Rand steadies as dollar pauses rally, JSE firms

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Photo: Getty

Emerging market stocks extended a six-day selloff on Tuesday as global growth fears stoked by high inflation, tighter US monetary policy and a slowdown in China weighed on shares, while most regional currencies took a breather after a three-day slide.

MSCI's index of emerging market (EM) currencies firmed 0.1% as the dollar slightly weakened, while its stocks counterpart extended a selloff to a seventh straight day, shedding 0.6% and bringing its year-to-date losses to 18%.

However, the JSE's All-Share Index was almost one percent firmer, with HCI almost 5% higher and Shoprite gaining 4%. 

The currencies and stocks benchmarks plunged 0.5% and 1.6% respectively on Monday after the dollar scaled two-decade highs on concerns around aggressive US policy tightening. A stronger dollar makes high-yielding but riskier EM assets less attractive to investors.

"We think the stagflation threat will weigh on EM markets for longer than advanced economies," said Gabriel Sterne, head of strategy services and global EM research at Oxford Economics.

"Additionally, downside risks emanating from China are large and not fully factored in to market pricing," Sterne added.

Adding to fears, EM economic growth is set to slow "sharply" this quarter, pressured by China, Russia and the spread of tighter monetary conditions, JPMorgan analysts said.

Turkey's lira dropped 0.8%, tracking its fourth straight day in the red and bringing the currency back near lows it hit in December, 2021 when unorthodox monetary policies sent the lira into freefall.

Turkey's unemployment rate rose to 11.5% in March, while a seasonally adjusted measure of labour underutilisation increased 0.6 percentage points to 22.7%, data showed.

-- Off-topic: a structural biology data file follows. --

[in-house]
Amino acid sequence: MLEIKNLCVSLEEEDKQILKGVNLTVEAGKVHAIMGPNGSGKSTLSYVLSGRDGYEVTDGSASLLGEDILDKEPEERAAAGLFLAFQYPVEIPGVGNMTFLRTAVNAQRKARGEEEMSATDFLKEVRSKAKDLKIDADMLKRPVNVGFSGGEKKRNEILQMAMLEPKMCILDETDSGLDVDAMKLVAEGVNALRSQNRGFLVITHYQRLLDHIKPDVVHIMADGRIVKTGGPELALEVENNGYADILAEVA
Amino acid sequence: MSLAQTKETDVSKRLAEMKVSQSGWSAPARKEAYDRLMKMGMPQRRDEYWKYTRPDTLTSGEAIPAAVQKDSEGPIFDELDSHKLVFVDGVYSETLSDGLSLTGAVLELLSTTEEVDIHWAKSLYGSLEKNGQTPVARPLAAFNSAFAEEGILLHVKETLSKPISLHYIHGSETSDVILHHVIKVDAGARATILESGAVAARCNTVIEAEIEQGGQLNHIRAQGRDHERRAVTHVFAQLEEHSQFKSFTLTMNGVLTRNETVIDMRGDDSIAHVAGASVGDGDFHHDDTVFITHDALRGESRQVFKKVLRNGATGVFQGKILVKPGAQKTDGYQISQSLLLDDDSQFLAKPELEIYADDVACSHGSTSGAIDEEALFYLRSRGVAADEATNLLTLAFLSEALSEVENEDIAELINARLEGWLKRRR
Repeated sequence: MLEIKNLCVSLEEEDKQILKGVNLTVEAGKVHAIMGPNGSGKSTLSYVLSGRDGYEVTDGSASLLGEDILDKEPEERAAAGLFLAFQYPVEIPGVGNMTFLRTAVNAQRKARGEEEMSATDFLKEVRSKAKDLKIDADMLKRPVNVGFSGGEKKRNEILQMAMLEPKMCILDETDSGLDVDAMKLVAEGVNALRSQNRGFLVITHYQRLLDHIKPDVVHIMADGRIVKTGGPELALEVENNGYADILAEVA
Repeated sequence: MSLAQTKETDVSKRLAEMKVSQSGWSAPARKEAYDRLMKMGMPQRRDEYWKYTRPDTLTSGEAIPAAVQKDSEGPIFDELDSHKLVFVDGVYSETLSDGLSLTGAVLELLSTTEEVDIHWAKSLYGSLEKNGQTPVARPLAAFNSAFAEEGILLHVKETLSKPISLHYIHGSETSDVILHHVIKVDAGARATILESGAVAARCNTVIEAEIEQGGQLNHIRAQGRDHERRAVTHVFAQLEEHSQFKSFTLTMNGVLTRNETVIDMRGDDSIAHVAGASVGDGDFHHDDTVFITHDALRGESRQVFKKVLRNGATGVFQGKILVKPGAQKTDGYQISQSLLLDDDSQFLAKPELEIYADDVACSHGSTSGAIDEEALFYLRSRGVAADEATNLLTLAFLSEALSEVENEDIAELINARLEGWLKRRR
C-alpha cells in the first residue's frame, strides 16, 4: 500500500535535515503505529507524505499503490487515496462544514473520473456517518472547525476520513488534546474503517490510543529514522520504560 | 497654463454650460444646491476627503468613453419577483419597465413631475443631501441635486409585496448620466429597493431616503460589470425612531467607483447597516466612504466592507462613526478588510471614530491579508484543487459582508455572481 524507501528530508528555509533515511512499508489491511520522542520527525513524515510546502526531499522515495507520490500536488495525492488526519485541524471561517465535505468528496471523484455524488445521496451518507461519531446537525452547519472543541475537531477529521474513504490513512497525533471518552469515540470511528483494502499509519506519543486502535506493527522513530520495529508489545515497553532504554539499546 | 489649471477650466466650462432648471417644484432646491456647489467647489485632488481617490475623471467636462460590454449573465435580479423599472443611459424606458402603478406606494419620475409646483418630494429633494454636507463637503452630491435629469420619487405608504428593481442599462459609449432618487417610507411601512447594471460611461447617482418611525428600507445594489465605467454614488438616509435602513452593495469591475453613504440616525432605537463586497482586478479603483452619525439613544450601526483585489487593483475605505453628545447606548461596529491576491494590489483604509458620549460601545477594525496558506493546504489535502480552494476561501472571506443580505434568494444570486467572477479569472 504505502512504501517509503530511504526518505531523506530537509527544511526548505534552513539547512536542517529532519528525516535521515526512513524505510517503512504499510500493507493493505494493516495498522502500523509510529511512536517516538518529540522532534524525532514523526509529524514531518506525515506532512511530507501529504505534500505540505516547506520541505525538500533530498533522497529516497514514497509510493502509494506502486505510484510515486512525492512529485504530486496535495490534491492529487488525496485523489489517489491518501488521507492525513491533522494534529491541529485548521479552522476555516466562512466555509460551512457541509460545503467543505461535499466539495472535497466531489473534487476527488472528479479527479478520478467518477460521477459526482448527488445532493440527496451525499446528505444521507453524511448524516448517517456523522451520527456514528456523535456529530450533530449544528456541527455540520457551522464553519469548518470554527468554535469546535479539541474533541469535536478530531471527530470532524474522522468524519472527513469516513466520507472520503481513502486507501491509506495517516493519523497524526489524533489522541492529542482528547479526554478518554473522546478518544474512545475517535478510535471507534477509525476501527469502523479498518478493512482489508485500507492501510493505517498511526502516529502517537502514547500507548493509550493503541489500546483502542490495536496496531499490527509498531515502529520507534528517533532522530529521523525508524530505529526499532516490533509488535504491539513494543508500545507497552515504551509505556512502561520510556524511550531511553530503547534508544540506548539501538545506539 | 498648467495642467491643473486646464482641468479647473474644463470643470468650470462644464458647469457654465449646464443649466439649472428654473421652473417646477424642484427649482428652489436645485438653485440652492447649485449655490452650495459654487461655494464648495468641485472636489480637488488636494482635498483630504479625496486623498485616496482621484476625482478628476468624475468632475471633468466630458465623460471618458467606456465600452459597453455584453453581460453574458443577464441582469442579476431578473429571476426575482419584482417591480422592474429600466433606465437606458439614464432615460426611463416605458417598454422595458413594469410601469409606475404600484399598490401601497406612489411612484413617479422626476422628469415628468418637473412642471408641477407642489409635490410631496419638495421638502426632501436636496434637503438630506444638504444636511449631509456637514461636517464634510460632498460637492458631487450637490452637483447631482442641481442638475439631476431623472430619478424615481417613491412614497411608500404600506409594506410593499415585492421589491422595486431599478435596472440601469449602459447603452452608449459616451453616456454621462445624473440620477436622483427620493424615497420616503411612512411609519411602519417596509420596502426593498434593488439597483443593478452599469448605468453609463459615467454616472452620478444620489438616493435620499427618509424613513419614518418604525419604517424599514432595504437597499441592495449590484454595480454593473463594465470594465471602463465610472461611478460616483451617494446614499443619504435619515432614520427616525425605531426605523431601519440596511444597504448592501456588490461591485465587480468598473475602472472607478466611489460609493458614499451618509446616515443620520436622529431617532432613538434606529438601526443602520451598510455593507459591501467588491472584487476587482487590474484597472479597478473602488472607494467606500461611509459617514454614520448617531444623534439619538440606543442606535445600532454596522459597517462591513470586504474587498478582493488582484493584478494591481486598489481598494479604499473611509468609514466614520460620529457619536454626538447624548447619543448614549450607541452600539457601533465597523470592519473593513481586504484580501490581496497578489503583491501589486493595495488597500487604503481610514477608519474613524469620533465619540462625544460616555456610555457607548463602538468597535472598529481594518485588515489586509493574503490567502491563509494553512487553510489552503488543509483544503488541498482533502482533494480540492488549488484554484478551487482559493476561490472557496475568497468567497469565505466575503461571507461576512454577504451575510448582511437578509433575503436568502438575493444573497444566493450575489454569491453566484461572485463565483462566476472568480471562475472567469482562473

Meanwhile, boosting sentiment, China stocks rebounded after its central bank pledged support for the slowing economy a day after COVID-19 lockdowns spooked markets and fed worries about demand.

In another bright spot, the South African rand recouped some losses, rising 0.3% a day after domestic power cuts and a stronger greenback dragged the currency to its lowest level this year. The rand was last at R16.12/$, after falling to around R16.26 on Monday.

Government bonds also bounced, with the yield on the benchmark 2030 instrument last down 3.9 basis points at 10.16%.

Inflation woes intensified as Czech headline inflation was seen soaring to its highest in almost three decades in April while prices in Hungary also rose above forecast.

The forint and crown were about 0.5% stronger against the euro in early trade.

Elsewhere, Sri Lanka's shorter-dated sovereign dollar bonds slipped a day after protests over the government's handling of the economic crisis turned deadly, killing seven people and injuring more than 200

- Additional reporting by Fin24

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